How Air Purifiers Can Remove Dust

dusterDust can be a constant and subtle trigger of allergies and asthma. Whether your concern is health or housekeeping, learn how an air purifier can help you breathe easier.

Fast Facts




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The average human sloughs off 1/3 ounce or 10 grams of dead skin a week

One-third of life is spent in bed, which is a prime habitat for dust mites

A typical mattress may have anywhere from 100,000 to 10 million mites inside

To kill dust mites, the water used to wash sheets and blankets should be at least 130°F

What is dust and where does it come from?

Household dust is commonly comprised of dead skin cells and scales, called dander, that collect in living areas, mattresses, carpets, and on frequently used furniture. It often harbors a large numbers of microscopic dust mites, which feed off human and animal dander. The average human sloughs off 1/3 ounce (10 grams) of dead skin a week, and cats and dogs create even more dander.

Dust mites are harmless to most people. They don't carry diseases, but they can cause allergic reactions in people with asthma or allergies to their feces. Dust mites may be a factor in 50 to 80 percent of cases of asthma, as well as cases of eczema, hay fever and other allergies. Related causes of allergies include dust mites, cockroach droppings, pet dander, and pollen. Symptoms are usually respiratory in nature and may include sneezing, itching, watery eyes, and wheezing.

Tips for Tackling Dust

Protect your mattress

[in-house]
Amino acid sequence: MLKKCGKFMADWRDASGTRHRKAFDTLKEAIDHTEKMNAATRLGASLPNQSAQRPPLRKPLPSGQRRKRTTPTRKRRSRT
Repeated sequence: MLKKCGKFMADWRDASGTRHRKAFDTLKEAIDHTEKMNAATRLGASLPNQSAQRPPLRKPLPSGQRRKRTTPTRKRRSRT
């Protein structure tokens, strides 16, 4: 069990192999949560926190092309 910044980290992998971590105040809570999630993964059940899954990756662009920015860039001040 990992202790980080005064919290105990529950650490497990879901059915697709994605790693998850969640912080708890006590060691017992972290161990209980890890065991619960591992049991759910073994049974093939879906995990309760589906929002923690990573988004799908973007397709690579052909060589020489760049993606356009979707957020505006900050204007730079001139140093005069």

Enclose the mattress top and sides with a plastic cover, and thoroughly vacuum pillows and the base of the bed. You can also use an airtight plastic or polyurethane cover that seals your mattress.

Use hot, not warm, water

Wash your sheets and blankets in very hot water (130°F/54°C) at least every two weeks. Wash your pillow every week, or put a plastic cover on it. For fabrics that can't be washed, pop them into the freezer for 24 to 48 hours to kill dust mites.

Reduce temperature and humidity

Dust mites love warm, humid conditions, above 70°F (21°C) and 50% humidity. Keep your thermostat below 70°F and evaluate whether you need a dehumidifier or humidifier to maintain 35% to 45% humidity.

Clean weekly

Change or wash pillowcases, sheets, blankets, and curtains, and vacuum the bed base and around the covered mattress. For flooring, use a damp mop or rag; avoid using a dry cloth or broom, since this just stirs up mite allergens.

Replace dust mite traps

Replace carpeting with wood, tile, linoleum, or vinyl flooring. Remove cloth drapes, and vacuum any remaining carpets and upholstery frequently.

Clean up your toys

Regularly place soft toys in the freezer for 24 hours before you wash them, or wash them in hot water.

Check your HVAC and furnace filters

Clean or replace the air filters on your furnace or air conditioner at least once a month.

Invest in a HEPA air purifier

HEPA filters will remove up to 99 percent of dust and dust-related particles; not just dust mite feces, but also other types of allergens, like dander, pollen, and cockroach feces.

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